An episode which the newspaper Nezavisimaya gazeta (March 6) termed “unprecedented” occurred at the beginning of March in the Chechen settlement of Dzhalka, located on the railroad line linking two major cities–Djohar and Gudermes. On March 2, the local FSB conducted a nocturnal raid on the homes of thirteen Chechens living in the settlement whom they suspected of being involved in acts of terrorism. “FSB officers literally dragged them out of their beds, offering no explanation to their family members” (Gazeta.ru, March 7). In response to this action, several hundred residents of Dzhalka, the great majority of them women, for four days blocked the movement of all trains traveling between Gudermes and Djohar, demanding that the thirteen men be liberated and proclaiming their complete innocence.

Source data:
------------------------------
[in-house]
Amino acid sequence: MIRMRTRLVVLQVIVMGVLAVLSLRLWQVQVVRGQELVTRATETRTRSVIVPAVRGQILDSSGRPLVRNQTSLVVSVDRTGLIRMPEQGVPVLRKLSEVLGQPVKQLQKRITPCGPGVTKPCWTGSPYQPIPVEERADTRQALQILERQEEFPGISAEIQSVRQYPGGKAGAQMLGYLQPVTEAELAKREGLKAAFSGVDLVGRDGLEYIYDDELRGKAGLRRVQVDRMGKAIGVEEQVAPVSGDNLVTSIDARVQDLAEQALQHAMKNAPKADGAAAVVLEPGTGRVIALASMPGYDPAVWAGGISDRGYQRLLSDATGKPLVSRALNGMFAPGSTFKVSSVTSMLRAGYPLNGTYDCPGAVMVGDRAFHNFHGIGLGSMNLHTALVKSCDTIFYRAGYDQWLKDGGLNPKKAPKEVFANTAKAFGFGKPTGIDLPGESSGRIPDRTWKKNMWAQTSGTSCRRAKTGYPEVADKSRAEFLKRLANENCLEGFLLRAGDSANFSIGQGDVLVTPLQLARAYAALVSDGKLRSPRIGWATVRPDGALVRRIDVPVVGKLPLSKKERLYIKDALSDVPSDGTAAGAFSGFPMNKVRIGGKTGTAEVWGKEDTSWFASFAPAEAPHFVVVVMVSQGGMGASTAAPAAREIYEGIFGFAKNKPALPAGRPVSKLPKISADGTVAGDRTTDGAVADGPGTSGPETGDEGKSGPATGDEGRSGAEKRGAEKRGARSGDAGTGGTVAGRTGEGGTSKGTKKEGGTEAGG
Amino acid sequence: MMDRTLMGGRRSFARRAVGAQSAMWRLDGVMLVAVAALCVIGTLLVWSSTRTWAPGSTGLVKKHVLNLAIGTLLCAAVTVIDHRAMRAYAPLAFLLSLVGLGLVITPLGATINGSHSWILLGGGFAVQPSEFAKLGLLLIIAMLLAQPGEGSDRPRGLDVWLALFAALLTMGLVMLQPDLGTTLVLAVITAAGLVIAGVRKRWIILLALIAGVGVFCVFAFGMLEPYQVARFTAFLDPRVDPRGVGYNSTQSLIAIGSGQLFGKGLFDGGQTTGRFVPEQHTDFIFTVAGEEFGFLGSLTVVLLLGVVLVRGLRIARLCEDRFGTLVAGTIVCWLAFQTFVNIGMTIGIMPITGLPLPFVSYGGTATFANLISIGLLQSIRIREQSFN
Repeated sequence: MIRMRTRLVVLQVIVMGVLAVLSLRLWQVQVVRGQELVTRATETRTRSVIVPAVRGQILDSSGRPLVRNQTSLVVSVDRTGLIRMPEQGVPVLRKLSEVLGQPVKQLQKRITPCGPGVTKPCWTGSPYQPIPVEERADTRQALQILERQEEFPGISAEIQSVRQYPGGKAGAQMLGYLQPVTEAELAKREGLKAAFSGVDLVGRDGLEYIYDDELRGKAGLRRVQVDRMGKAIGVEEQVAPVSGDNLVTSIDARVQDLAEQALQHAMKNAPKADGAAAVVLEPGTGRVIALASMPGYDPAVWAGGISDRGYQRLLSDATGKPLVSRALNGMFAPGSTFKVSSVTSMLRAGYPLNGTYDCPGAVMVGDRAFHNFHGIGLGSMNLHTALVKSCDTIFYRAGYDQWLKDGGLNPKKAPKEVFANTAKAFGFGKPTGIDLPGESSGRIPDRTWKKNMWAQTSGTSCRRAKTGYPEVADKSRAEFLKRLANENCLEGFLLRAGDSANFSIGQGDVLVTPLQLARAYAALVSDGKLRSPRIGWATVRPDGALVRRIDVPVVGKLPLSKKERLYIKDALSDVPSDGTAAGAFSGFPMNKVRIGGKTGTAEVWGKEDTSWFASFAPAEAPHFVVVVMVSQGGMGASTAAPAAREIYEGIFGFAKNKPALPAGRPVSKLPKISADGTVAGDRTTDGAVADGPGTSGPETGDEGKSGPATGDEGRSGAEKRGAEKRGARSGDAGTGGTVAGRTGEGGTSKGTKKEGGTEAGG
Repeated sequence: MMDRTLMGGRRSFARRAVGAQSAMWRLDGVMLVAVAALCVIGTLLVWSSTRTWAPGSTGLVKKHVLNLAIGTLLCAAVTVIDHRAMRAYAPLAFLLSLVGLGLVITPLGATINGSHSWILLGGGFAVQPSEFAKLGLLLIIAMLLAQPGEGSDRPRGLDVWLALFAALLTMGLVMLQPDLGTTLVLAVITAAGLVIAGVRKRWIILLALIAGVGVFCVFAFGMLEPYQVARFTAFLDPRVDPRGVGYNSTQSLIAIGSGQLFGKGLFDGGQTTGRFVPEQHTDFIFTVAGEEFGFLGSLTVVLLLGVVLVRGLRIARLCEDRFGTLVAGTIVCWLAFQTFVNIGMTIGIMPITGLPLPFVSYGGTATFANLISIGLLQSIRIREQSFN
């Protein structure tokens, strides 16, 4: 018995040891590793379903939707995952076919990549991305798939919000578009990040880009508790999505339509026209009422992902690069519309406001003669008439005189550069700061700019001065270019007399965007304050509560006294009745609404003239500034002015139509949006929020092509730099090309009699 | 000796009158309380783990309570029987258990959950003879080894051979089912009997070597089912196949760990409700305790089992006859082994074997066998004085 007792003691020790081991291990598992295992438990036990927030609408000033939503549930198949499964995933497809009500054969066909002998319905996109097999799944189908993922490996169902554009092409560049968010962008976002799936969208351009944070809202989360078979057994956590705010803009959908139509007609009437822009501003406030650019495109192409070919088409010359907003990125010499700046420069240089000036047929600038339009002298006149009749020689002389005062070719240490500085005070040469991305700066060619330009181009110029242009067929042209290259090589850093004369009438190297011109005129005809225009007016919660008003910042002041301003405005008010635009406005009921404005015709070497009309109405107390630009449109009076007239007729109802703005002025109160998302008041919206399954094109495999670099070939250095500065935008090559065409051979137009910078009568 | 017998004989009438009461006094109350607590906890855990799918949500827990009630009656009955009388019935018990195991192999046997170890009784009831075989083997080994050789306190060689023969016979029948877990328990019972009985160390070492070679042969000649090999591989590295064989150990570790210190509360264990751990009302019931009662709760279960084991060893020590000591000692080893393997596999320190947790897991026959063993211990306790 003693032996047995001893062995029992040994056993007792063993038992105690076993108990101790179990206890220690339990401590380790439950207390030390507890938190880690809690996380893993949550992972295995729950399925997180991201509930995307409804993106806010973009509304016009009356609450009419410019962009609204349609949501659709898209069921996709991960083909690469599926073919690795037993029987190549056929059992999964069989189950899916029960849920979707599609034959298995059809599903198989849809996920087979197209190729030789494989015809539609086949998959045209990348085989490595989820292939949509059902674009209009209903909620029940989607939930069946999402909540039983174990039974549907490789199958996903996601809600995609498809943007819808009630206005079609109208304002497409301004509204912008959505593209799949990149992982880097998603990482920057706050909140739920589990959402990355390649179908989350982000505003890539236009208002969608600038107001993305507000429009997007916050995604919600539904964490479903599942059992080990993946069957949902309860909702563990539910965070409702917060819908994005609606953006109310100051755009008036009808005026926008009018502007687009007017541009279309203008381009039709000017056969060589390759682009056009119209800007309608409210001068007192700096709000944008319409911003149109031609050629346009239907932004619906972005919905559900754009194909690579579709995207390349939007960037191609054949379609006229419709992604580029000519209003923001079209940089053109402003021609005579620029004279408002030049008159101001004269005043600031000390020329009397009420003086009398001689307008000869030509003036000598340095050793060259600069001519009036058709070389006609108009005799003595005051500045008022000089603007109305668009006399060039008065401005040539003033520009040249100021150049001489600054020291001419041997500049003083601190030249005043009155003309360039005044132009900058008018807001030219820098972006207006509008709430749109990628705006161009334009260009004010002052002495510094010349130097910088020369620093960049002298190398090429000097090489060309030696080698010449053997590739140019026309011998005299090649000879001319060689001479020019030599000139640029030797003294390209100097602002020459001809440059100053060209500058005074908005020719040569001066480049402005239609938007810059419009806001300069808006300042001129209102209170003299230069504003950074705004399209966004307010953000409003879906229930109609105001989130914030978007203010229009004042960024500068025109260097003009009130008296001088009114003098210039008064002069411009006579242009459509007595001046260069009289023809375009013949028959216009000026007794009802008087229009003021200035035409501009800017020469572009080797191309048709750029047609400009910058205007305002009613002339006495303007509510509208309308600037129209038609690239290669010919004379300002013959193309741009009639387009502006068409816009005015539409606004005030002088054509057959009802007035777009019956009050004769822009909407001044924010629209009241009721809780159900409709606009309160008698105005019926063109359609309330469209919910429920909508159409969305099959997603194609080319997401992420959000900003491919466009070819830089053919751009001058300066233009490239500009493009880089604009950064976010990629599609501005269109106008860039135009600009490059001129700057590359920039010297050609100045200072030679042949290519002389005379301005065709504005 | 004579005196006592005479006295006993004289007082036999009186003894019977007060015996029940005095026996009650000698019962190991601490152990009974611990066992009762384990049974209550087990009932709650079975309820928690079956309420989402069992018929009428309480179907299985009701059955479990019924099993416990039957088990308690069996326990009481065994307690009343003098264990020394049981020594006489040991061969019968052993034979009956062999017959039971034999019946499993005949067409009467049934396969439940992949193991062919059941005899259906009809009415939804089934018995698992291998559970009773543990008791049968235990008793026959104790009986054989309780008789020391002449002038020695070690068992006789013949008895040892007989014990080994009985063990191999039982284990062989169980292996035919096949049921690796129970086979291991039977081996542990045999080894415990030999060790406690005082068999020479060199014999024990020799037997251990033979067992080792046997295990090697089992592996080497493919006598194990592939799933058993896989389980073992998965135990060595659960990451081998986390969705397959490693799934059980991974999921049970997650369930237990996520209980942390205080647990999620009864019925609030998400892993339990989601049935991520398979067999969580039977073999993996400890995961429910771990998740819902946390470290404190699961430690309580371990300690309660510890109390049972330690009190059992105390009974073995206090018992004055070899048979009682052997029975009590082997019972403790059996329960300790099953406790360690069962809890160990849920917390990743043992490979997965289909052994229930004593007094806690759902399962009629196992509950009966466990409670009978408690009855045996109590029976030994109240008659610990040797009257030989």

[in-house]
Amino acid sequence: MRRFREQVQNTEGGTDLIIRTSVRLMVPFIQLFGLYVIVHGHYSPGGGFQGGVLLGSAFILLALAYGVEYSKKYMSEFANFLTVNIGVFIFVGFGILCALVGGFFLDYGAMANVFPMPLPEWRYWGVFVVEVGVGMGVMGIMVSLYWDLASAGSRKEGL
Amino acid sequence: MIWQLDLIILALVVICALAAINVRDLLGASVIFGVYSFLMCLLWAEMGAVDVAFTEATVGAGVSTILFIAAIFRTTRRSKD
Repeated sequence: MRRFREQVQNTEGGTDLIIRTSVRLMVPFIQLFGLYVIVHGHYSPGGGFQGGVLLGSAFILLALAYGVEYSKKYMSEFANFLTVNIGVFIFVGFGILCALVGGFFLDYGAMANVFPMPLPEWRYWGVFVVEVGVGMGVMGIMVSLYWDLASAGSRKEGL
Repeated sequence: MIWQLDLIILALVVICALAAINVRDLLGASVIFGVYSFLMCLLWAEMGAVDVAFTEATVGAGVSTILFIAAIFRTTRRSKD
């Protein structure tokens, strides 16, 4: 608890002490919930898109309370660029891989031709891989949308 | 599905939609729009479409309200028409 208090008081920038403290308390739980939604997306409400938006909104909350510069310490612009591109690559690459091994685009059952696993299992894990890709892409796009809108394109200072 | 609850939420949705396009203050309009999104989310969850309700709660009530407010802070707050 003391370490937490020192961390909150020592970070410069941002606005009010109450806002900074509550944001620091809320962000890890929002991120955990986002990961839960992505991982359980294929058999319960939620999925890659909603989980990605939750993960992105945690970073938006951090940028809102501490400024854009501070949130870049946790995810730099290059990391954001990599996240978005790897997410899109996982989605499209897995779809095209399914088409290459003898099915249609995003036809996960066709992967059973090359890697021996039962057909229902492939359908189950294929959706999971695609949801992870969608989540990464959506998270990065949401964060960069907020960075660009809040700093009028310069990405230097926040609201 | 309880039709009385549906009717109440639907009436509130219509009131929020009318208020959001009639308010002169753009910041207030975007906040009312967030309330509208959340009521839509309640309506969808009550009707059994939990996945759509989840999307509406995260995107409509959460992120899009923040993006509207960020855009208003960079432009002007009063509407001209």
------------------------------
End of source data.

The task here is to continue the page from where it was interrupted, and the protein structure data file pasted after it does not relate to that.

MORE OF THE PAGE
A second demonstration was conducted by residents of Dzhalka at the building of the Chechen administration in Gudemes. The protesters met there with Nikolai Britvin, a deputy plenipotentiary presidential representative of the Southern Federal District; with employees of the Chechen procuracy; and with representatives of the pro-Moscow Chechen administration headed by Akhmad Kadyrov. Britvin admitted to the demonstrators that the detaining of the thirteen men had been in violation of established rules: Neither the pro-Moscow head of the Dzhalka administration nor the local military commandant’s office had been informed in advance of the operation. By March 5, ten of the Chechens had been freed “due to insufficient evidence.” On March 7, the demonstrators lifted their blockade of the railroad (Russian agencies, March 7).